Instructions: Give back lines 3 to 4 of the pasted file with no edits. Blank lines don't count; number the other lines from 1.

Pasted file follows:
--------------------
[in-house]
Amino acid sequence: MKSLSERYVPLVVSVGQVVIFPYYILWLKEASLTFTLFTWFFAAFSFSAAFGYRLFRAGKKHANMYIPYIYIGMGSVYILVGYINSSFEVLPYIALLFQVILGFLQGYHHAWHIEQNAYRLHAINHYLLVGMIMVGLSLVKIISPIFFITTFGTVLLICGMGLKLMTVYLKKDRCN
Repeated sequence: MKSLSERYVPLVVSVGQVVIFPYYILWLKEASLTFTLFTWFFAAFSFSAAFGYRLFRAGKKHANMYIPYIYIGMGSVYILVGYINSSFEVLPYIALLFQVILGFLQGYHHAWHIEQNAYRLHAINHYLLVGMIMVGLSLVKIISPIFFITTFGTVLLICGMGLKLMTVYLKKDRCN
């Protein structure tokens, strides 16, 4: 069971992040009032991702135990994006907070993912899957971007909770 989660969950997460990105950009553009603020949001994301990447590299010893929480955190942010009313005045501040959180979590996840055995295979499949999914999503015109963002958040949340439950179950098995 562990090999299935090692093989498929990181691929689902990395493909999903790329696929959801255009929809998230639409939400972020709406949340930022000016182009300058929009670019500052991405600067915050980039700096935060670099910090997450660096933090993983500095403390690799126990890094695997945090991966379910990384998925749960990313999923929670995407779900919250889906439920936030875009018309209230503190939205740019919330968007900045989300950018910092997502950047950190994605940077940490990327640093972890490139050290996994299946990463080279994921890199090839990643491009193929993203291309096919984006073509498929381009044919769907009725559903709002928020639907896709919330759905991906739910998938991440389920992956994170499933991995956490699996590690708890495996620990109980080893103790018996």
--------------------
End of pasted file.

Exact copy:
Repeated sequence: MKSLSERYVPLVVSVGQVVIFPYYILWLKEASLTFTLFTWFFAAFSFSAAFGYRLFRAGKKHANMYIPYIYIGMGSVYILVGYINSSFEVLPYIALLFQVILGFLQGYHHAWHIEQNAYRLHAINHYLLVGMIMVGLSLVKIISPIFFITTFGTVLLICGMGLKLMTVYLKKDRCN
């Protein structure tokens, strides 16, 4: 069971992040009032991702135990994006907070993912899957971007909770 989660969950997460990105950009553009603020949001994301990447590299010893929480955190942010009313005045501040959180979590996840055995295979499949999914999503015109963002958040949340439950179950098995 562990090999299935090692093989498929990181691929689902990395493909999903790329696929959801255009929809998230639409939400972020709406949340930022000016182009300058929009670019500052991405600067915050980039700096935060670099910090997450660096933090993983500095403390690799126990890094695997945090991966379910990384998925749960990313999923929670995407779900919250889906439920936030875009018309209230503190939205740019919330968007900045989300950018910092997502950047950190994605940077940490990327640093972890490139050290996994299946990463080279994921890199090839990643491009193929993203291309096919984006073509498929381009044919769907009725559903709002928020639907896709919330759905991906739910998938991440389920992956994170499933991995956490699996590690708890495996620990109980080893103790018996």